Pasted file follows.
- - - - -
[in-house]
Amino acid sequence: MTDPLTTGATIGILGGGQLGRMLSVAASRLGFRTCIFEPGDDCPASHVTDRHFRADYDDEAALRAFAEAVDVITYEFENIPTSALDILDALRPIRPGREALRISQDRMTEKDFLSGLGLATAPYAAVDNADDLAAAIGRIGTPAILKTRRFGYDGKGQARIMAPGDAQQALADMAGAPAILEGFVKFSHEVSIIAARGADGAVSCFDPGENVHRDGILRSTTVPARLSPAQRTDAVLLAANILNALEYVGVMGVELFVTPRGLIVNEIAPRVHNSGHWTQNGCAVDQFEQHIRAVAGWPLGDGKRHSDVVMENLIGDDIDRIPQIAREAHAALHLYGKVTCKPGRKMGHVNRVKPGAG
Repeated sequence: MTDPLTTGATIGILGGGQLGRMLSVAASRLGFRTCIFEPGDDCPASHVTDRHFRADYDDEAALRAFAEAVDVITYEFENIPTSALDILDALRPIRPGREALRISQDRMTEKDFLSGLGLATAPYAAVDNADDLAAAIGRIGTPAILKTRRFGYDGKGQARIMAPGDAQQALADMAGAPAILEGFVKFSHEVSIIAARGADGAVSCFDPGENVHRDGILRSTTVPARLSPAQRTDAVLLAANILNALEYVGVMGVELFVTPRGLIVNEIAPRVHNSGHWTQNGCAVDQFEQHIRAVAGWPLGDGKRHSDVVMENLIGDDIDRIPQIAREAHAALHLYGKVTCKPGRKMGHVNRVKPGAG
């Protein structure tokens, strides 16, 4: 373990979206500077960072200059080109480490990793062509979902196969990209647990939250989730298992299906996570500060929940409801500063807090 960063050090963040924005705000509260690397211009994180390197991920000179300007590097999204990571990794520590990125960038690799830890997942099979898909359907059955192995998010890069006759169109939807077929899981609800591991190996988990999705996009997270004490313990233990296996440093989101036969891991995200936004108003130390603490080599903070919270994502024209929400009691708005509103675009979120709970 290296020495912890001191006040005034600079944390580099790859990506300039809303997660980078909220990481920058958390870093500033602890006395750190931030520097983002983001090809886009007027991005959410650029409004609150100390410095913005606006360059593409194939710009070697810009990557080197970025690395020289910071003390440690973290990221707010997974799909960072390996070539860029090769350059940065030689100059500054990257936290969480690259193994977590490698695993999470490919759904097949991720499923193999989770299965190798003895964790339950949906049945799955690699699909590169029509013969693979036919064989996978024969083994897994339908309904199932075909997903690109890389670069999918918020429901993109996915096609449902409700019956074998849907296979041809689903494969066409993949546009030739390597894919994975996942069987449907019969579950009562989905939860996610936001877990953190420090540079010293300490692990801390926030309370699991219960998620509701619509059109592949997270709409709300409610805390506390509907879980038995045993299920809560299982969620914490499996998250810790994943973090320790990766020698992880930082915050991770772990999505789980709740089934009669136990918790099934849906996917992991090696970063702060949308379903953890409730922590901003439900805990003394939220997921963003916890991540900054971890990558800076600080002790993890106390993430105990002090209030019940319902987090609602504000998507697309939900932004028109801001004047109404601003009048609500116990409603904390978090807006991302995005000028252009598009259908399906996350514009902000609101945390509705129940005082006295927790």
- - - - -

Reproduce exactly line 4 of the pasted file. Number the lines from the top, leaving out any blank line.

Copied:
């Protein structure tokens, strides 16, 4: 373990979206500077960072200059080109480490990793062509979902196969990209647990939250989730298992299906996570500060929940409801500063807090 960063050090963040924005705000509260690397211009994180390197991920000179300007590097999204990571990794520590990125960038690799830890997942099979898909359907059955192995998010890069006759169109939807077929899981609800591991190996988990999705996009997270004490313990233990296996440093989101036969891991995200936004108003130390603490080599903070919270994502024209929400009691708005509103675009979120709970 290296020495912890001191006040005034600079944390580099790859990506300039809303997660980078909220990481920058958390870093500033602890006395750190931030520097983002983001090809886009007027991005959410650029409004609150100390410095913005606006360059593409194939710009070697810009990557080197970025690395020289910071003390440690973290990221707010997974799909960072390996070539860029090769350059940065030689100059500054990257936290969480690259193994977590490698695993999470490919759904097949991720499923193999989770299965190798003895964790339950949906049945799955690699699909590169029509013969693979036919064989996978024969083994897994339908309904199932075909997903690109890389670069999918918020429901993109996915096609449902409700019956074998849907296979041809689903494969066409993949546009030739390597894919994975996942069987449907019969579950009562989905939860996610936001877990953190420090540079010293300490692990801390926030309370699991219960998620509701619509059109592949997270709409709300409610805390506390509907879980038995045993299920809560299982969620914490499996998250810790994943973090320790990766020698992880930082915050991770772990999505789980709740089934009669136990918790099934849906996917992991090696970063702060949308379903953890409730922590901003439900805990003394939220997921963003916890991540900054971890990558800076600080002790993890106390993430105990002090209030019940319902987090609602504000998507697309939900932004028109801001004047109404601003009048609500116990409603904390978090807006991302995005000028252009598009259908399906996350514009902000609101945390509705129940005082006295927790």